Robust UK Manufacturing Economy Challenged by Brexit Uncertainty

Robust UK Manufacturing Economy Challenged by Brexit Uncertainty

The Risks Posed by Brexit

Austin, USA (Mar 4, 2019) – From a manufacturing perspective, there are two main risks that Brexit brings to bear: how much will it hurt the UK manufacturing economy, and to what extent will the export of UK manufactured goods be affected? Let’s address the second item first. The concern here is that post-Brexit, the UK’s ability to sell goods to the EU, its largest trading partner, could be compromised depending on the Brexit scenario enacted. To understand the extent of this impact, let’s review the make-up of the leading sectors that make up the UK manufacturing sector and the extent to which year are exported.

 

 

The mix of UK industries is interesting, but not exceptional. More developed manufacturing economies tend to have strength in more technically intense sectors such as aerospace, automotive, chemicals, electrical & electronic equipment, and high-end machinery, and less strength in commoditized industries such as textiles, aggregates, and general-purpose equipment & goods. It is these high-end sectors that represent the larger export markets. For the UK, over half of all aerospace, automotive, chemicals & pharmaceuticals, machinery and electrical & electronic equipment are exported making these sectors most at risk in a post-Brexit scenario. Collectively they account for a little over one-third of UK manufacturing output.

Food & beverage production is the single largest sector, accounting for over a quarter of all manufacturing production in 2017. In addition, it is rapidly growing, with a CAGR of over 6% since 2007; only the aerospace production sector is growing faster in growth terms, but in terms of actual added production value the food & beverage sector’s expansion between 2007 and 2017 is by far the largest, as shown in Figure 2. Growth in food production is a global mega-trend fueled by continued population growth, and there is nothing to suggest this growth trajectory will slow.

The strength of the food & beverage industry is of note when considering Brexit impact, since these products are largely consumed indigenously, with less than 10% of UK production exported. In fact, most UK industries have a limited export exposure, relying on less than 20% of revenues from overseas demand. My back-of-the-envelope calculation suggests that less than one-third of all UK manufacturing was sold overseas in 2017. This is important, since post Brexit, and regardless of what happens with EU export markets, demand for two-thirds of the UK manufacturing economy is domestically driven. Also, bear in mind that not all the one-third of products exported end up in the EU, which further reduces the extent of manufacturing exposure to Brexit.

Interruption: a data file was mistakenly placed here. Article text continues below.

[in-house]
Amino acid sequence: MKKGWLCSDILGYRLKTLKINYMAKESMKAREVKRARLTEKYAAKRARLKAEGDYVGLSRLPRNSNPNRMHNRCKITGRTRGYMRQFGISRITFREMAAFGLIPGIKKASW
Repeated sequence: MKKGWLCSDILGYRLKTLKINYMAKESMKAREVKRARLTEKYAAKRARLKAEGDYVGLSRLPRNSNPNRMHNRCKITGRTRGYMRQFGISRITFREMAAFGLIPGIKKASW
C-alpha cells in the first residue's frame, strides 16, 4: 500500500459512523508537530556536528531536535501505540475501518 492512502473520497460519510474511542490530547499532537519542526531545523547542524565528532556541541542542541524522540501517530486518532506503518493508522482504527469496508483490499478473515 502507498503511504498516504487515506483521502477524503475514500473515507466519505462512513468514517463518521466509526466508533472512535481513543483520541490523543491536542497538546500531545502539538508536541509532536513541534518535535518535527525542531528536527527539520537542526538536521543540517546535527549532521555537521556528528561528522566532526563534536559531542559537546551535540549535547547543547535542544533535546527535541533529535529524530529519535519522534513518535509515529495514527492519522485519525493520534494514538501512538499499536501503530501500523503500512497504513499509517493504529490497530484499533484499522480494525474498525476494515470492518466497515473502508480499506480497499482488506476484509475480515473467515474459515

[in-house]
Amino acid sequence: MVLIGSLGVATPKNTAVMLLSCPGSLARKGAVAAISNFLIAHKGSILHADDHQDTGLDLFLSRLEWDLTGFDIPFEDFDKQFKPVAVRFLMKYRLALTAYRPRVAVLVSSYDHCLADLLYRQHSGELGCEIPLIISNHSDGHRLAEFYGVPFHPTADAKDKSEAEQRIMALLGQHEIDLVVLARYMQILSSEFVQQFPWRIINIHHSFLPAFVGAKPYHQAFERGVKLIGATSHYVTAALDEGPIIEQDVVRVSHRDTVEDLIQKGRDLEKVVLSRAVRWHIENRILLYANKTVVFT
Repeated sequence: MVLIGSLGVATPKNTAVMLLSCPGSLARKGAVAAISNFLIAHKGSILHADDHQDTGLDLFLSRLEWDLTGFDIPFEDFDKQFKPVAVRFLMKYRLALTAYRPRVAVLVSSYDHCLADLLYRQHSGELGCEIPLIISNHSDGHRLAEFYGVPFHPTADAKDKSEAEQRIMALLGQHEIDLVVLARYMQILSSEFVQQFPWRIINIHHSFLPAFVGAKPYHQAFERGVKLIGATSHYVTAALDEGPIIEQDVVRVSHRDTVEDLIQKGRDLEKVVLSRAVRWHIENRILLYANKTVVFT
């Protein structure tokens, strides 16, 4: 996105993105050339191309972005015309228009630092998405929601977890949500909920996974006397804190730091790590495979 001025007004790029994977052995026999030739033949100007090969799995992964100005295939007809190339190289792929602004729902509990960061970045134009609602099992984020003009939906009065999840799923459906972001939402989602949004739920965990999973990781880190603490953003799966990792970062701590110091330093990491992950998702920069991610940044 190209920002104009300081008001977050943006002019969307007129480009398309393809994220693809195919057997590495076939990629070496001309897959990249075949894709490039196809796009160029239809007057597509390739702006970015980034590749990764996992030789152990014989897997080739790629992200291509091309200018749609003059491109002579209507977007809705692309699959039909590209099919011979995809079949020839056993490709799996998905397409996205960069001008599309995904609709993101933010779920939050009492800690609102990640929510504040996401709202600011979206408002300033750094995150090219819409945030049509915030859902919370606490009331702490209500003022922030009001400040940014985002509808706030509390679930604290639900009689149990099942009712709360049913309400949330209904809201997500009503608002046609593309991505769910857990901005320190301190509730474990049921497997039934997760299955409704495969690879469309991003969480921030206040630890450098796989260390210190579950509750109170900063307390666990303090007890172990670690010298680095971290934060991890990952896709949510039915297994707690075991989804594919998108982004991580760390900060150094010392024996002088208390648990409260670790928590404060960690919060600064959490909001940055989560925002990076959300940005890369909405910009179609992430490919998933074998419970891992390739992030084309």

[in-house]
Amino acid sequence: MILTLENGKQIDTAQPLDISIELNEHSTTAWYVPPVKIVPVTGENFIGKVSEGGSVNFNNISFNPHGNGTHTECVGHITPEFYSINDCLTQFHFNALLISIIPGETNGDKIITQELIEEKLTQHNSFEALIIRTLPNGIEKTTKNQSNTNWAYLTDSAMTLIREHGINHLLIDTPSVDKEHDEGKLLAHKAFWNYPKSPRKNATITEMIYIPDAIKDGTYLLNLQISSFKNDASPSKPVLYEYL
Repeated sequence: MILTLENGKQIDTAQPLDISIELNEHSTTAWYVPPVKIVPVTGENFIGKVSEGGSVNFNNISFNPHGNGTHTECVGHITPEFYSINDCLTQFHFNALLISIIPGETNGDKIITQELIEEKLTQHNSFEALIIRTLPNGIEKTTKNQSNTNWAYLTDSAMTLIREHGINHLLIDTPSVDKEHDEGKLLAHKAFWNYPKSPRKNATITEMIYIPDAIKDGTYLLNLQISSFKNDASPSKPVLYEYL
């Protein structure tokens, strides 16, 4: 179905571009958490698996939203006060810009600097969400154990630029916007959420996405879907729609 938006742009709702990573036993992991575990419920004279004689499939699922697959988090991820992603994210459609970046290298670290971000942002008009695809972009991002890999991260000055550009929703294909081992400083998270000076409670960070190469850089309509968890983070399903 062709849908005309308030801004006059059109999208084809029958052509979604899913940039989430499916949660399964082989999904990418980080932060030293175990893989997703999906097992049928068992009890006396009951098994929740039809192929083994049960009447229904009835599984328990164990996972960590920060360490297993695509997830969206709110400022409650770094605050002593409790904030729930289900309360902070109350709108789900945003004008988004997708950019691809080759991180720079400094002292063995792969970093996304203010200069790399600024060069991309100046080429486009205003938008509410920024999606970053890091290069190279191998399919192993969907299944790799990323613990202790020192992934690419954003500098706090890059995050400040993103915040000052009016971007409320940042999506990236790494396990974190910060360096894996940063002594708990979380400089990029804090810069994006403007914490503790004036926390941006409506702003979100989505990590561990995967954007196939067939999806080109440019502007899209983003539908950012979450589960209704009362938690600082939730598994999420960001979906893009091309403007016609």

Forecast for Manufacturing Output

As previously stated, our forecast assumes a soft-Brexit or remain scenario, both of which would minimize the impact to export demand but would likely hinder the broader economic situation for the UK. Figure 3 outlines our projections through to 2023.

 

 

  • For the most part manufacturing appears to have fared reasonably well in 2018, recording another year of growth, albeit moderate (1.8%) growth relative to the very strong performance of 2017.
  • During the period 2017-2018, despite Brexit uncertainty being at its highest, UK manufacturing output continued to perform well.
  • Brexit aside, we are seeing a slowdown in the global manufacturing economy, and this dynamic is weighing heavy on most major economies. We previously wrote about this (here), and we have been predicting a 2019 downcycle for quite a while now.

Our current forecast for 2019 is that the UK manufacturing economy will contract by 3.3%, which would be the lowest growth recorded since 2009 (-6.2%). We partner with ITR Economics, which helps inform our economic forecasts, and it is their view that 2019 will not see a severe global economic downturn. Instead, the general expectation is that 2019 will be a temporary slowdown among certain manufacturing economies (Germany and China of note, but not so much in the US), and that 2020-2021 will be periods of growth. ITR currently believes the next major economic downturn is most likely to manifest in 2022-2023, which explains why our forecast for 2022 is negative (-2.2%) also.

The fact that the 2019 contraction is so severe reflects our view that the uncertainty surrounding Brexit (rather than Brexit itself) will significantly harm manufacturing output in the UK this year.

 

For more information, please contact:

Adrian Lloyd
Research Director
adrian.lloyd@interactanalysis.com

Or

Interact Analysis Media Relations
media@interactanalysis.com
+44 1933 654 245

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